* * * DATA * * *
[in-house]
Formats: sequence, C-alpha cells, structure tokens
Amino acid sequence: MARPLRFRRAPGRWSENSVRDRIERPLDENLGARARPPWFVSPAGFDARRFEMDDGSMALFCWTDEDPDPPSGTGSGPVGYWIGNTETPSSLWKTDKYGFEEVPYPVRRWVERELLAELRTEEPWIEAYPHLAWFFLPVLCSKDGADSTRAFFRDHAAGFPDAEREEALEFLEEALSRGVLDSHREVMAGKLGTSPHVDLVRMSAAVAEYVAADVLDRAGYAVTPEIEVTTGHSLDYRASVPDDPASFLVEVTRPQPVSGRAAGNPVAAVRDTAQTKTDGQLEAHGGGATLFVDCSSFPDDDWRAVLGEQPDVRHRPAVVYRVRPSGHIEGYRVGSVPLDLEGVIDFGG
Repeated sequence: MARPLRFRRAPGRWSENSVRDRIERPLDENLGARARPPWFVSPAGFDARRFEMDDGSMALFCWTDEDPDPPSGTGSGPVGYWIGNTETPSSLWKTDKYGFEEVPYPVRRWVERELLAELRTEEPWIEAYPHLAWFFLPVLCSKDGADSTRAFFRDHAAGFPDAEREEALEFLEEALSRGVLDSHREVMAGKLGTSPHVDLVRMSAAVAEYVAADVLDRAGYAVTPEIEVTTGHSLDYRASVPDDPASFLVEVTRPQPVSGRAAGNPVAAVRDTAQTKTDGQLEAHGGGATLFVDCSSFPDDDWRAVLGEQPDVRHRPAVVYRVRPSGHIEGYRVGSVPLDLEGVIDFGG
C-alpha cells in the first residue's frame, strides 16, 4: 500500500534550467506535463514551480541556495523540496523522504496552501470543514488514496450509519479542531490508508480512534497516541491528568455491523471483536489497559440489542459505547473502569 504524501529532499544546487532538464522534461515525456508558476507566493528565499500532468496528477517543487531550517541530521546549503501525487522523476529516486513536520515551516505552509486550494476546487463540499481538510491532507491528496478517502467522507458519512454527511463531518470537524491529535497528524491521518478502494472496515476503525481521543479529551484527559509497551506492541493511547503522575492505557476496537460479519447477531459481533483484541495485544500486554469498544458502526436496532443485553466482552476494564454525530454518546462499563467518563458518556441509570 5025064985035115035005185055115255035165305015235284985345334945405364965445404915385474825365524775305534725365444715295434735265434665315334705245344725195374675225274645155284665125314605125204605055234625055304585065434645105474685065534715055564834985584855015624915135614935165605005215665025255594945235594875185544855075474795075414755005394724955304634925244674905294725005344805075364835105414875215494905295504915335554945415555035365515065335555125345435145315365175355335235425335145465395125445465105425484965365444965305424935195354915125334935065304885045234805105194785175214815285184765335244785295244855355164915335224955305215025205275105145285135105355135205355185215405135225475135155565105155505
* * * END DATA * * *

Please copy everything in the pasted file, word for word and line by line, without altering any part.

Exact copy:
[in-house]
Formats: sequence, C-alpha cells, structure tokens
Amino acid sequence: MARPLRFRRAPGRWSENSVRDRIERPLDENLGARARPPWFVSPAGFDARRFEMDDGSMALFCWTDEDPDPPSGTGSGPVGYWIGNTETPSSLWKTDKYGFEEVPYPVRRWVERELLAELRTEEPWIEAYPHLAWFFLPVLCSKDGADSTRAFFRDHAAGFPDAEREEALEFLEEALSRGVLDSHREVMAGKLGTSPHVDLVRMSAAVAEYVAADVLDRAGYAVTPEIEVTTGHSLDYRASVPDDPASFLVEVTRPQPVSGRAAGNPVAAVRDTAQTKTDGQLEAHGGGATLFVDCSSFPDDDWRAVLGEQPDVRHRPAVVYRVRPSGHIEGYRVGSVPLDLEGVIDFGG
Repeated sequence: MARPLRFRRAPGRWSENSVRDRIERPLDENLGARARPPWFVSPAGFDARRFEMDDGSMALFCWTDEDPDPPSGTGSGPVGYWIGNTETPSSLWKTDKYGFEEVPYPVRRWVERELLAELRTEEPWIEAYPHLAWFFLPVLCSKDGADSTRAFFRDHAAGFPDAEREEALEFLEEALSRGVLDSHREVMAGKLGTSPHVDLVRMSAAVAEYVAADVLDRAGYAVTPEIEVTTGHSLDYRASVPDDPASFLVEVTRPQPVSGRAAGNPVAAVRDTAQTKTDGQLEAHGGGATLFVDCSSFPDDDWRAVLGEQPDVRHRPAVVYRVRPSGHIEGYRVGSVPLDLEGVIDFGG
C-alpha cells in the first residue's frame, strides 16, 4: 500500500534550467506535463514551480541556495523540496523522504496552501470543514488514496450509519479542531490508508480512534497516541491528568455491523471483536489497559440489542459505547473502569 504524501529532499544546487532538464522534461515525456508558476507566493528565499500532468496528477517543487531550517541530521546549503501525487522523476529516486513536520515551516505552509486550494476546487463540499481538510491532507491528496478517502467522507458519512454527511463531518470537524491529535497528524491521518478502494472496515476503525481521543479529551484527559509497551506492541493511547503522575492505557476496537460479519447477531459481533483484541495485544500486554469498544458502526436496532443485553466482552476494564454525530454518546462499563467518563458518556441509570 5025064985035115035005185055115255035165305015235284985345334945405364965445404915385474825365524775305534725365444715295434735265434665315334705245344725195374675225274645155284665125314605125204605055234625055304585065434645105474685065534715055564834985584855015624915135614935165605005215665025255594945235594875185544855075474795075414755005394724955304634925244674905294725005344805075364835105414875215494905295504915335554945415555035365515065335555125345435145315365175355335235425335145465395125445465105425484965365444965305424935195354915125334935065304885045234805105194785175214815285184765335244785295244855355164915335224955305215025205275105145285135105355135205355185215405135225475135155565105155505